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Notes from the Field

Wilson’s Warbler (Cardellina pusilla) photographed by Twan Leenders

Do you ever wonder where those warblers, orioles, and hummingbirds go during our cold winter months? And how they are doing when you’re not watching them? As much as we love to watch these feathered travelers when they are in North America, surprisingly little is known about their habits when they are not here. Twice each year these migratory birds embark on a long, treacherous journey between the areas where they breed (in our neck of the woods) and their wintering grounds, often in Central or South America. It is of critical importance that we learn where to protect the right types of habitat so these birds can travel safely and find the resources and food that they need to arrive back here in good enough shape to start nesting right away.

In early March, RTPI staff traveled to Costa Rica with high school students and teachers from The Forman School in Litchfield, CT, to offer a hands-on training course in migratory bird banding, monitoring endangered amphibians and reptiles, camera-trapping local mammals, and recording bird calls for the Macaulay Library of Natural Sounds at Cornell University. During this course, we were able to map the preferred wintering habitats of several different migratory bird species. We are happy to confirm that many Chestnut-sided Warblers, Wilson’s Warblers, Louisiana Waterthrushes, Wood Thrushes, a rare Golden-winged Warbler, and other migratory birds are doing well and are now on their way north. Several of these birds were outfitted with a shiny, numbered band on their legs that uniquely identifies each individual bird. Each capture provides a little bit of information, which is shared with many colleagues so that in the aggregate these individual data points can help us answer big questions and help us better guide future conservation efforts.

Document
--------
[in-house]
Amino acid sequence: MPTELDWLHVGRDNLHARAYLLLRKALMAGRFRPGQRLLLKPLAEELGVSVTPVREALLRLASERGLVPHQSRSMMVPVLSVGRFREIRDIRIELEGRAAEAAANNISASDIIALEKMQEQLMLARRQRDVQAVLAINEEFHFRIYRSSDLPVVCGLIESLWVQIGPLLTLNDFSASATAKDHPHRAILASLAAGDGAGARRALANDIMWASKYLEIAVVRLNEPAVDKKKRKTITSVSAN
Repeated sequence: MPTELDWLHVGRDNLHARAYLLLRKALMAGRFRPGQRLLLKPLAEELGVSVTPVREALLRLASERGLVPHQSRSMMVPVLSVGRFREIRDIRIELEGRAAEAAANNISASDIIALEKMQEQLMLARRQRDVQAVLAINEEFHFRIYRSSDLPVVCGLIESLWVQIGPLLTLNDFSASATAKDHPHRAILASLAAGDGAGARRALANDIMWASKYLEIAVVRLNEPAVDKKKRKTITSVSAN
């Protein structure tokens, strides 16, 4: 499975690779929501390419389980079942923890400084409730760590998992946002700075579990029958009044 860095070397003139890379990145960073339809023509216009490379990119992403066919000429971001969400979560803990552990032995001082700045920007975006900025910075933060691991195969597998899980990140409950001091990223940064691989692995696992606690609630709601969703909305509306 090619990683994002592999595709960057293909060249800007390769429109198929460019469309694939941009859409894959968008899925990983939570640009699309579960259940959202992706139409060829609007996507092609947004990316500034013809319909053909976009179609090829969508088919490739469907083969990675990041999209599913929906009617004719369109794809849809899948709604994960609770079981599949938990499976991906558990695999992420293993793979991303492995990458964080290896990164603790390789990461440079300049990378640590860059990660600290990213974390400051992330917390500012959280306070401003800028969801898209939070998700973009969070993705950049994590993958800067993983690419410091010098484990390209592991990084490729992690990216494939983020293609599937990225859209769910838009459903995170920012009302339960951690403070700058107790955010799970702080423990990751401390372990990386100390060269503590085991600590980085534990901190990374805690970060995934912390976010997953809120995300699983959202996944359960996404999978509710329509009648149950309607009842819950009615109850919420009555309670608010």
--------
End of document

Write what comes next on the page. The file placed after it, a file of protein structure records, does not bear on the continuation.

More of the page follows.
Student researchers assist RTPI conservation staff with bird banding operations in Costa Rica, February 2020.

One of the highlights from this recent trip was that Twan Leenders, RTPI Senior Director of Science & Conservation connected his budding high school researchers in the rainforest of Costa Rica with approximately 100 fifth grade students and their teachers in the Jamestown Public School system through a live-streamed class. Middle schoolers, who were studying tropical rainforest ecology at that time, could experience the work of our student researchers and interact with Twan in real-time. By spreading the excitement of natural history study, we hope to spark the next generation of Roger Tory Petersons by offering life-changing, hands-on experiences for young naturalists.